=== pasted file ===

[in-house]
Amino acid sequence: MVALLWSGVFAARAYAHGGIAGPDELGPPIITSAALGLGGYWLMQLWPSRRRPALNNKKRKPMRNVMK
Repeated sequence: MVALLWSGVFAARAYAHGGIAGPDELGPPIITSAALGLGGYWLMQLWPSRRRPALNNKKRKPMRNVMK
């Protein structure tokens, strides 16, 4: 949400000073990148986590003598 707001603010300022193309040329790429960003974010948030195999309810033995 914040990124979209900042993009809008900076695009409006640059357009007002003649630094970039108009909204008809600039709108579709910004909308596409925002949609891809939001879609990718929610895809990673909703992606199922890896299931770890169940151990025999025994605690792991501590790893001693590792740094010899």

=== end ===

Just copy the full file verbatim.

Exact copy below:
[in-house]
Amino acid sequence: MVALLWSGVFAARAYAHGGIAGPDELGPPIITSAALGLGGYWLMQLWPSRRRPALNNKKRKPMRNVMK
Repeated sequence: MVALLWSGVFAARAYAHGGIAGPDELGPPIITSAALGLGGYWLMQLWPSRRRPALNNKKRKPMRNVMK
């Protein structure tokens, strides 16, 4: 949400000073990148986590003598 707001603010300022193309040329790429960003974010948030195999309810033995 914040990124979209900042993009809008900076695009409006640059357009007002003649630094970039108009909204008809600039709108579709910004909308596409925002949609891809939001879609990718929610895809990673909703992606199922890896299931770890169940151990025999025994605690792991501590790893001693590792740094010899």